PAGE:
Veteran Employee Story – David Enick

PNC Financial Services Group, Inc.  |  Addressing the Core Functions  |

Published in the January/February 2013 issue of print Search & Employ®  |

David Enick is a treasury consulting officer for PNC Financial Services Group, Inc., helping treasury-management sales officers address core corporate treasury functions of clients and prospects. He joined PNC in 2008.

“Upon graduating from the University of Pittsburgh in 2009, I was accepted into PNC’s Cross Organization Development Experience Training Program and went through a 15-month corporate banking rotational program where I had the opportunity to work in multiple lines of business at PNC,” Enick said. “In 2010, I accepted a position in PNC’s Treasury Consulting group as a treasury consulting analyst and was promoted to a treasury consulting officer in 2011.”

He also spent six years in the U.S. Army National Guard, attaining the rank of sergeant. He started his military career as a 13F Forward Observer, but was reclassified as a 31B Military Police Officer for Operation Iraqi Freedom II.

“There are a number of skills that I developed in the military that I utilize on a regular basis in my current job,” Enick said. “These include planning, communication, time management, understanding the importance of policies and procedures, and being confident in my abilities. Another skill that helps me on the job is adaptability. This helps you to be better prepared for change and quickly adjust to those changes.”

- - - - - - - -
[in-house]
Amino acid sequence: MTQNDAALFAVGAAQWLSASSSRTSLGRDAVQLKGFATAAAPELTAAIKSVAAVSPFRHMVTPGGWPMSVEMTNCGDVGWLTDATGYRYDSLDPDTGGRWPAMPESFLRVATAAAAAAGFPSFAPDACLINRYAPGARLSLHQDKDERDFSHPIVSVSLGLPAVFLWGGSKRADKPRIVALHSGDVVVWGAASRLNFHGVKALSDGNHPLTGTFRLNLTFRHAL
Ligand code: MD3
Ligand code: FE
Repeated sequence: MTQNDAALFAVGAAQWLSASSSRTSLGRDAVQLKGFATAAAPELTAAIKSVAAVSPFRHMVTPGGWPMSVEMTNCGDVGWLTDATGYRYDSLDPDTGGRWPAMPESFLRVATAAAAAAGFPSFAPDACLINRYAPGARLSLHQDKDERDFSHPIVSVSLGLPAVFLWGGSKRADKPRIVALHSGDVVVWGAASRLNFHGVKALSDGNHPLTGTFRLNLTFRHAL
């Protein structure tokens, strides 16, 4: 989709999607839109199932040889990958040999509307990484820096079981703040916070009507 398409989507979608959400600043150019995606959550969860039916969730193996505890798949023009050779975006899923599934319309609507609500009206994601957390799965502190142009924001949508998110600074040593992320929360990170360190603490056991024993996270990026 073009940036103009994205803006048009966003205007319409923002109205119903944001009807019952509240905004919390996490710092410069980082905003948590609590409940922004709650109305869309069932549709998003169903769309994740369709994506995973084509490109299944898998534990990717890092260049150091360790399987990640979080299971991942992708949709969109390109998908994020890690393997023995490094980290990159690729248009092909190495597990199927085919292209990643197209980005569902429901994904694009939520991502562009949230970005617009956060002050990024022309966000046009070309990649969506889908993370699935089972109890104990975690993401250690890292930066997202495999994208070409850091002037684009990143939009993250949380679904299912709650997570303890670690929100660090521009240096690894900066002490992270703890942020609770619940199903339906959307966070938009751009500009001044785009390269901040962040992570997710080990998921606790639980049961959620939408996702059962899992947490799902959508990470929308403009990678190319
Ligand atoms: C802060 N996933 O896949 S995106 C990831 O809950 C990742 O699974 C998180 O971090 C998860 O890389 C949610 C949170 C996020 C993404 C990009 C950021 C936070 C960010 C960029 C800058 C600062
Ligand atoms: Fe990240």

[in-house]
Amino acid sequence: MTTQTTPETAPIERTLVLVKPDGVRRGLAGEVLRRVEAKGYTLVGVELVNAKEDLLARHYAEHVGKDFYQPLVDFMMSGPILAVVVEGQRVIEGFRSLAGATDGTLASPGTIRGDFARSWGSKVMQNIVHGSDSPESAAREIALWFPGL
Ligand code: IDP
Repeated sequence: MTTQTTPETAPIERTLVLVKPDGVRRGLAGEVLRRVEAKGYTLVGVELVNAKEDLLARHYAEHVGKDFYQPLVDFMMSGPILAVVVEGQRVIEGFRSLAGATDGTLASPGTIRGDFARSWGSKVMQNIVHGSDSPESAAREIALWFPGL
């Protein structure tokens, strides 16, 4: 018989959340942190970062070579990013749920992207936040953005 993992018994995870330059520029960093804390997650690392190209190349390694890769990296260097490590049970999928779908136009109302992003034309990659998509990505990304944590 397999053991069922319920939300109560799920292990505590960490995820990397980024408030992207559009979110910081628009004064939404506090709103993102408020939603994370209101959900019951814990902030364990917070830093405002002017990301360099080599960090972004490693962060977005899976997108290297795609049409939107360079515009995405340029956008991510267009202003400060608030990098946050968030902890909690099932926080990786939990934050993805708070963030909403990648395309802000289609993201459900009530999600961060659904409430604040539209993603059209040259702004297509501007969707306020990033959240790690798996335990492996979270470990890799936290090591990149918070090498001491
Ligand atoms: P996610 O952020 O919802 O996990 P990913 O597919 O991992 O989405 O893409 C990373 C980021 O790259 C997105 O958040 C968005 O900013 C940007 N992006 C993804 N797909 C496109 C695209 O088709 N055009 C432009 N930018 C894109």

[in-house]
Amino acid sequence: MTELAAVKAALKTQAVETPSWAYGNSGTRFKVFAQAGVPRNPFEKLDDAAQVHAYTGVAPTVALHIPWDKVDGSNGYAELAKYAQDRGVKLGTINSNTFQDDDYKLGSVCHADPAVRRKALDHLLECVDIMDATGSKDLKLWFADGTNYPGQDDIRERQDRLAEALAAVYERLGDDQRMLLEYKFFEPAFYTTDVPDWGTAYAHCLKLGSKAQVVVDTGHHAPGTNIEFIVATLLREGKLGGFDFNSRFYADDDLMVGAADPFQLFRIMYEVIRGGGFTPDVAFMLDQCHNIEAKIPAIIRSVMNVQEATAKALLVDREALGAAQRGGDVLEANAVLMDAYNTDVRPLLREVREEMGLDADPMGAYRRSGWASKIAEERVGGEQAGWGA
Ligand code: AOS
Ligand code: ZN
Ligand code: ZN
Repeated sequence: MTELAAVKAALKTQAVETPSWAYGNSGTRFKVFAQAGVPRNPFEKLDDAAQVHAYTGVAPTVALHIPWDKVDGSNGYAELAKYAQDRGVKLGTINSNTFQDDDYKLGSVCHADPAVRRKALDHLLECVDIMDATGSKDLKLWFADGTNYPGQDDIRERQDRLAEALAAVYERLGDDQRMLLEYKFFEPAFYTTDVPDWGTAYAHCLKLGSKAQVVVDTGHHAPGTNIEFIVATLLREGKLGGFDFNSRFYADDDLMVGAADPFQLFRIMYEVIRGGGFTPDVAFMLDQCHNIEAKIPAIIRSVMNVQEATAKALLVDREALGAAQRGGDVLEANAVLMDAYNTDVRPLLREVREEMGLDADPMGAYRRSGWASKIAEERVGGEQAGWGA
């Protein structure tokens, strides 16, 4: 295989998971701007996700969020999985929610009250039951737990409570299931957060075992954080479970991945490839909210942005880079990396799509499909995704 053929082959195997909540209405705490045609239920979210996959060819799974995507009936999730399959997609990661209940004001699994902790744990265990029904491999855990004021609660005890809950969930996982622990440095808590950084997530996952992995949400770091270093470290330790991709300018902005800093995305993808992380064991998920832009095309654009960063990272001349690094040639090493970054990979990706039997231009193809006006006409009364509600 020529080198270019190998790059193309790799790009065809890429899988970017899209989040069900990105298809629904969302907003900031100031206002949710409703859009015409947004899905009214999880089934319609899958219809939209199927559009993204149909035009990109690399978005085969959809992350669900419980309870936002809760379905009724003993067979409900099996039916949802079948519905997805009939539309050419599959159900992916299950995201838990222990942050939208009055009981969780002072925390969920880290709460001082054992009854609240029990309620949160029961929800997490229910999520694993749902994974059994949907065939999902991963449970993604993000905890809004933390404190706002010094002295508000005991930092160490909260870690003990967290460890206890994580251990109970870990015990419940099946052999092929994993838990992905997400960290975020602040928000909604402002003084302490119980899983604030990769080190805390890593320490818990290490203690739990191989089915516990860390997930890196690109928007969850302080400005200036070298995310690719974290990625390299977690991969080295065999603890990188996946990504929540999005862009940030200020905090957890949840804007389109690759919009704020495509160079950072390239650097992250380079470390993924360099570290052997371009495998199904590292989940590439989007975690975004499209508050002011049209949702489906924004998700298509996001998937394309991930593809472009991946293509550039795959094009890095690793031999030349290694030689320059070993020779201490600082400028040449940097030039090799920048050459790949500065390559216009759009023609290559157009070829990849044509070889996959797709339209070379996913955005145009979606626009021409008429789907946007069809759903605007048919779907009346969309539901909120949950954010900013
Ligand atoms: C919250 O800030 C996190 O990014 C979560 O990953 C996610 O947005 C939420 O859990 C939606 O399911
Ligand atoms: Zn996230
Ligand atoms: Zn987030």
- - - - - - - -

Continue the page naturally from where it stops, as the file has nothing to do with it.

But that’s not all. “In the military, I learned to take initiative, always give 100 percent, work well in a team, and respect the views of others. Each of these characteristics has played a crucial role in my success at PNC,” he said.

He also believes that a college education is extremely helpful, especially in competitive industries. “The best thing I can recommend is to take advantage of the GI Bill and other college benefits to earn a degree at a university or college,” Enick said. “In terms of the financial services industry, it can be very competitive, and you have to do everything you can to set yourself apart.  A quality education coupled with military service is a great start.”

Enick said a similar culture is one reason veterans will enjoy working at PNC. “PNC offers competitive benefits, training, and a culture based on values similar to those in the military such as respect, teamwork, integrity, and diversity,” he said. “PNC is not only supportive of hiring veterans but also understands the value and skills that veterans can bring to the workforce.”

Making the transition from servicemember to civilian employee can be challenging, but Enick encourages military personnel to use all their resources. “Take advantage of organizations like RecruitMilitary to search for jobs as well as other resources that can help you understand how the skills you learned for your specific military job can translate to those skills needed for civilian jobs,” he said.

About the Author

This article was written by Jay Myers